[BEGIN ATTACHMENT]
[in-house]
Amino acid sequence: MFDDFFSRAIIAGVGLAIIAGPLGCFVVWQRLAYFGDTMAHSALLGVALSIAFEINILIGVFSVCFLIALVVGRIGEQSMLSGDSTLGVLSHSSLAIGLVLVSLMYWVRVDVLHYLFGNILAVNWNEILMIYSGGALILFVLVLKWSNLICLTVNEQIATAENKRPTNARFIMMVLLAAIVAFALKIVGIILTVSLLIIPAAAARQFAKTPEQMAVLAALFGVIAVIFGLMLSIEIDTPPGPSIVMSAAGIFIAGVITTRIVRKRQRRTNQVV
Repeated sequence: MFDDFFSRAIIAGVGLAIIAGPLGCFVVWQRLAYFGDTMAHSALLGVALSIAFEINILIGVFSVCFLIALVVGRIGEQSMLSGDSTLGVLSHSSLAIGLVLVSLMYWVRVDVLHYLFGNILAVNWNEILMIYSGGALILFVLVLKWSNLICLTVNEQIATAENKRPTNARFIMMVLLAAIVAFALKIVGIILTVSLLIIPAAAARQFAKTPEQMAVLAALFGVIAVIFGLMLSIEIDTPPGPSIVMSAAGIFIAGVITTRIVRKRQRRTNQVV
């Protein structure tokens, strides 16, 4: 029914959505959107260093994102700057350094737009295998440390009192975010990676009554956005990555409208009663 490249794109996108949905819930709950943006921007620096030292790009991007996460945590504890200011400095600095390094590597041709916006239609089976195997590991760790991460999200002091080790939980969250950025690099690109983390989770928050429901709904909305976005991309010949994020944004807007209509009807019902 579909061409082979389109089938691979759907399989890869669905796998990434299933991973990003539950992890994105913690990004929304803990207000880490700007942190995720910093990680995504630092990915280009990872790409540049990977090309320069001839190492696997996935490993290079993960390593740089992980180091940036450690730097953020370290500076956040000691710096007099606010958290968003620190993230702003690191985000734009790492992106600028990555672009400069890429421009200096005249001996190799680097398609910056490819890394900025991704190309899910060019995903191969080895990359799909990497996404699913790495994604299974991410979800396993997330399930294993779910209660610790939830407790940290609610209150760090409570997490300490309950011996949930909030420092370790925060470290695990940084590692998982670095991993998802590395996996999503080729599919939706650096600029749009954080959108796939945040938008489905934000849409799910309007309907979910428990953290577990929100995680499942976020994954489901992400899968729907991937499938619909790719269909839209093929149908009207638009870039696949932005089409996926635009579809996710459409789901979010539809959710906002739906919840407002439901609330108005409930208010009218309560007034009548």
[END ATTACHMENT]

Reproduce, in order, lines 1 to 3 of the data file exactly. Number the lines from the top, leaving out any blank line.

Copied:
[in-house]
Amino acid sequence: MFDDFFSRAIIAGVGLAIIAGPLGCFVVWQRLAYFGDTMAHSALLGVALSIAFEINILIGVFSVCFLIALVVGRIGEQSMLSGDSTLGVLSHSSLAIGLVLVSLMYWVRVDVLHYLFGNILAVNWNEILMIYSGGALILFVLVLKWSNLICLTVNEQIATAENKRPTNARFIMMVLLAAIVAFALKIVGIILTVSLLIIPAAAARQFAKTPEQMAVLAALFGVIAVIFGLMLSIEIDTPPGPSIVMSAAGIFIAGVITTRIVRKRQRRTNQVV
Repeated sequence: MFDDFFSRAIIAGVGLAIIAGPLGCFVVWQRLAYFGDTMAHSALLGVALSIAFEINILIGVFSVCFLIALVVGRIGEQSMLSGDSTLGVLSHSSLAIGLVLVSLMYWVRVDVLHYLFGNILAVNWNEILMIYSGGALILFVLVLKWSNLICLTVNEQIATAENKRPTNARFIMMVLLAAIVAFALKIVGIILTVSLLIIPAAAARQFAKTPEQMAVLAALFGVIAVIFGLMLSIEIDTPPGPSIVMSAAGIFIAGVITTRIVRKRQRRTNQVV